Will narrow my choice to the Tecnifibre 130 or 140. Not sure will be able to demo them as my squash partners both play with very light 120g and head heavy rackets that I don’t like at all…. what about the Black Knight Ion Cannon PS. Any thoughts on that one? I have to say I am not familiar with the brand at all. Thanks

  7. John says

    Sophie: If you want to demo them, will ship you demo rackets that you can try for a week. I’ve tried a number of different rackets this way. (Note: I don’t work for that company or anything, I just had a good experience with them in the past. There are probably other companies that will ship you demo rackets too.)

    I don’t know anything about Black Knight, nobody at my club seems to use them. Tecnifibre and Harrow are probably the most popular high end rackets among people I play with plus of course head/prince/dunlop.

    • Sophie says

      Thanks John but the trouble is that I live in France and most online stores or even regular stores are based in the USA, Canada or the UK and they don’t do demos for people living abroad… that’s the downside of playing squash in France where its not a popular sport.

  8. jabba the nick says

    Hey Sophie,
    Bopper gives you excellent advice, bk ion cannon PS is also a good choice if , your not on a budget, even balance, ashaway string, stiff / hi quality frame. Try prince air stick 130, price is right, quality frame, when factory string breaks, put tecnifiber syn/gut or ashaway supernick at lowest possible tension, let the racquet work for you. BTW tell Greg and Thierry that squash is not popular in France. Skoal, Jabba the nick.

    • Brock in HK says

      Second for the Air Stick 130. Head light, long strings to generate power and pretty easy to control overall. Plus, quite durable for a light racquet and won’t break the bank. You should be able to get for under US$100 wherever you are, maybe less if you shop around.

  9. Sophie says

    Thanks Jamie and Jabba for your input. I hope my comment about squash not beeing popular in France won’t get me in trouble 😉 I hope Greg and Thierry will forgive me…Squash poularity is increasing since I’ve started playing when I was a kid so I am hopeful! I borrowed someone racket today not sure which one it was from Oliver but it was very light 120g too light for my game felt I had no power at all. Looks like Tecnifibre 140 BK Ion Cannon or the HEAD cyano 135 would be good alternatives as not too light compared to my current 150g head light racket.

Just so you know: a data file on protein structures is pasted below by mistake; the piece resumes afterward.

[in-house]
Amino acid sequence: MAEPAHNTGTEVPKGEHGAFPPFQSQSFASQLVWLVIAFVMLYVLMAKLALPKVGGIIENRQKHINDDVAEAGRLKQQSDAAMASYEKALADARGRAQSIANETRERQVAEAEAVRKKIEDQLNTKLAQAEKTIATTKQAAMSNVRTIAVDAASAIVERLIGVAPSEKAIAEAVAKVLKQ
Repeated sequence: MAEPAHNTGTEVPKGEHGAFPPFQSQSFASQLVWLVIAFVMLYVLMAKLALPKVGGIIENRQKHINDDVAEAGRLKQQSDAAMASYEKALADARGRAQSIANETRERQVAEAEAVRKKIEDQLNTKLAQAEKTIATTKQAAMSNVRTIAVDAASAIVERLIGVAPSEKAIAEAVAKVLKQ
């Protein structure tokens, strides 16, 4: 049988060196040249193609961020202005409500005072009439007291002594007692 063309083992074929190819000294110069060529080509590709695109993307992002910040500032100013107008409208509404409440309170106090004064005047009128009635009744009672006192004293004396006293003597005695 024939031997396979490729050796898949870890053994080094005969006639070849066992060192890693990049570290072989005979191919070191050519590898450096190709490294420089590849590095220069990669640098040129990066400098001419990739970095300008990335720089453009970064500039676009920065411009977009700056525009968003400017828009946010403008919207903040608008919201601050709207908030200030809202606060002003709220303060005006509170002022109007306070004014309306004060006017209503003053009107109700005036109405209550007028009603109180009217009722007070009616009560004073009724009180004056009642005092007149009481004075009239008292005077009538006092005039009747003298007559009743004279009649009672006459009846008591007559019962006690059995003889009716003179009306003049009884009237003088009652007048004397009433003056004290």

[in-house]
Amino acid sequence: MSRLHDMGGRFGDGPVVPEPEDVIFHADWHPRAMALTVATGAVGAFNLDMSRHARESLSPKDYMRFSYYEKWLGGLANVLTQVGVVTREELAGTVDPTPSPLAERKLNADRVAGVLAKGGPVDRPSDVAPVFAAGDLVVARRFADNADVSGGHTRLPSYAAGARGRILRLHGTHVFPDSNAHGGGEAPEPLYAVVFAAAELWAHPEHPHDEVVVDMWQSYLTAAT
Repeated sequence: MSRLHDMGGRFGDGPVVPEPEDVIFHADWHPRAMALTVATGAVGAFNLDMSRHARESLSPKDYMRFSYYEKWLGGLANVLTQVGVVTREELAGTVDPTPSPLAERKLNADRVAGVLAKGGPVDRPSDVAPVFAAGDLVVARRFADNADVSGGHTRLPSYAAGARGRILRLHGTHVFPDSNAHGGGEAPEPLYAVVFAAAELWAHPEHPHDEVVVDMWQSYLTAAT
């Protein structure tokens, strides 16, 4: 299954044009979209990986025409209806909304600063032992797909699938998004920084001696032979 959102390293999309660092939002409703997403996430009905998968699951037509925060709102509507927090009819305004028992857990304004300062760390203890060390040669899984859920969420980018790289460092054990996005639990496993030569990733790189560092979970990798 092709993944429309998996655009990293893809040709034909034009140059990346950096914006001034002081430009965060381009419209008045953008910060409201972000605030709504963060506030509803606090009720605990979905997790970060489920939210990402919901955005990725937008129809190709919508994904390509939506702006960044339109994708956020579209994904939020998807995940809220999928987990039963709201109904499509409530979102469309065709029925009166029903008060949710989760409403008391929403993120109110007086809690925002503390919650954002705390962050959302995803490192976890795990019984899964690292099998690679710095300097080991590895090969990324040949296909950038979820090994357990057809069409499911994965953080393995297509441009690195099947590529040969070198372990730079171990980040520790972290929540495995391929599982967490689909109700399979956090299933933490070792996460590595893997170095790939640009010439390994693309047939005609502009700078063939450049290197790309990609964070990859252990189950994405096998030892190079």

10. Charles says

    In my experience, most modern racquets are very similar and the feature variations that people believe influence performance actually do not make much difference at all. I think that the real benefit of the variations is in marketing and that actual performance depends almost entirely on player abilities.

    With regard to racquet weight, it is set late in the manufacturing process by epoxying a weight into the racquet handle. You can see this for yourself by removing the grip from the handle. The handle includes the two ends of the frame tube and the weight is somewhere in the gap between them.

    The manufacturer can create several different models (say, a 120-gram version, a 130-gram version, a 140-gram version, and a 150-gram version) by putting different weights in the handle. The construction is otherwise exactly the same. The racquets aren’t stronger, weaker, stiffer, softer, with larger sweet spots, etc. They just have different total weights.

    Then the manufacturer can offer a 150-gram “rugged, for beginners” model with purple and green paint at $80, a 130-gram “intermediate” model with orange and white stripes at $120, a 140-gram “advanced, for players who like power” model in silver sparkle paint at $160, and a 120-gram “ultra-light, for advanced players who like control” model with black and yellow fire swirls at $180.

    With one manufacturing process and a selection of paint schemes and handle weights, the manufacturer goes from selling $80 racquets to creating a segmented market of beginners buying $80 racquets, then wanting $120 racquets when they feel they are not beginners anymore, then moving on to $160 racquets because that’s what advanced players use and maybe trying the $180 racquets because there must be some reason the racquets are super-light and at the top of the price range. Plus there’s market segmentation from people not wanting a purple and green racquet and being willing to pay for the cool silver-sparkle or black and yellow fire swirl paint schemes.